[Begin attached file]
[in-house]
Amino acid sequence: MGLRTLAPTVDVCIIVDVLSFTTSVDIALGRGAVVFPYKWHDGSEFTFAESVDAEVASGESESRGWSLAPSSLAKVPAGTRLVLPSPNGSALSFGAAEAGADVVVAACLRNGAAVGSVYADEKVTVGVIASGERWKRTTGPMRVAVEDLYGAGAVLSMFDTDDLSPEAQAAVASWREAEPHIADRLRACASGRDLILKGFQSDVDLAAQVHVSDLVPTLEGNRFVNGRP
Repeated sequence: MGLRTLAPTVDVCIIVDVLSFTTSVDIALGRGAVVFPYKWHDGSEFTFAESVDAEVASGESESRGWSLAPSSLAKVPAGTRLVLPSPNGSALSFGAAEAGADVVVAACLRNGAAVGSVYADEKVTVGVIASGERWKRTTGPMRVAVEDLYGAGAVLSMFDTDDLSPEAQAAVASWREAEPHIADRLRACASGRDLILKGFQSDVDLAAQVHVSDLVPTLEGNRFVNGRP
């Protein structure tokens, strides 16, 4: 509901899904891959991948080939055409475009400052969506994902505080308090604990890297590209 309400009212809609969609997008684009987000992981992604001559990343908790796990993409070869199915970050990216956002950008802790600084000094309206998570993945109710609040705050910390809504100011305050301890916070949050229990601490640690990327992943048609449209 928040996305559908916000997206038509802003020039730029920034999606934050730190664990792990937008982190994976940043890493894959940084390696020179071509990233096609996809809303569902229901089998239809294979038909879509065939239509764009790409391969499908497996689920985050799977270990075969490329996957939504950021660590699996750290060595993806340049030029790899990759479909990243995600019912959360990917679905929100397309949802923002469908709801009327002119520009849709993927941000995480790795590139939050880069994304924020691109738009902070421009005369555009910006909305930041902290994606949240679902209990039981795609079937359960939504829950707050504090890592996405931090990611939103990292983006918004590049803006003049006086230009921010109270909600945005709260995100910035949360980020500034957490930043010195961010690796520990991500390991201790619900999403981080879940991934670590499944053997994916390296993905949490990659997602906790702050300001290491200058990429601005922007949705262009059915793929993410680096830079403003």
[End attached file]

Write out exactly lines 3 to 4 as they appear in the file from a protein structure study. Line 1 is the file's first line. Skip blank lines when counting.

Repeated sequence: MGLRTLAPTVDVCIIVDVLSFTTSVDIALGRGAVVFPYKWHDGSEFTFAESVDAEVASGESESRGWSLAPSSLAKVPAGTRLVLPSPNGSALSFGAAEAGADVVVAACLRNGAAVGSVYADEKVTVGVIASGERWKRTTGPMRVAVEDLYGAGAVLSMFDTDDLSPEAQAAVASWREAEPHIADRLRACASGRDLILKGFQSDVDLAAQVHVSDLVPTLEGNRFVNGRP
């Protein structure tokens, strides 16, 4: 509901899904891959991948080939055409475009400052969506994902505080308090604990890297590209 309400009212809609969609997008684009987000992981992604001559990343908790796990993409070869199915970050990216956002950008802790600084000094309206998570993945109710609040705050910390809504100011305050301890916070949050229990601490640690990327992943048609449209 928040996305559908916000997206038509802003020039730029920034999606934050730190664990792990937008982190994976940043890493894959940084390696020179071509990233096609996809809303569902229901089998239809294979038909879509065939239509764009790409391969499908497996689920985050799977270990075969490329996957939504950021660590699996750290060595993806340049030029790899990759479909990243995600019912959360990917679905929100397309949802923002469908709801009327002119520009849709993927941000995480790795590139939050880069994304924020691109738009902070421009005369555009910006909305930041902290994606949240679902209990039981795609079937359960939504829950707050504090890592996405931090990611939103990292983006918004590049803006003049006086230009921010109270909600945005709260995100910035949360980020500034957490930043010195961010690796520990991500390991201790619900999403981080879940991934670590499944053997994916390296993905949490990659997602906790702050300001290491200058990429601005922007949705262009059915793929993410680096830079403003």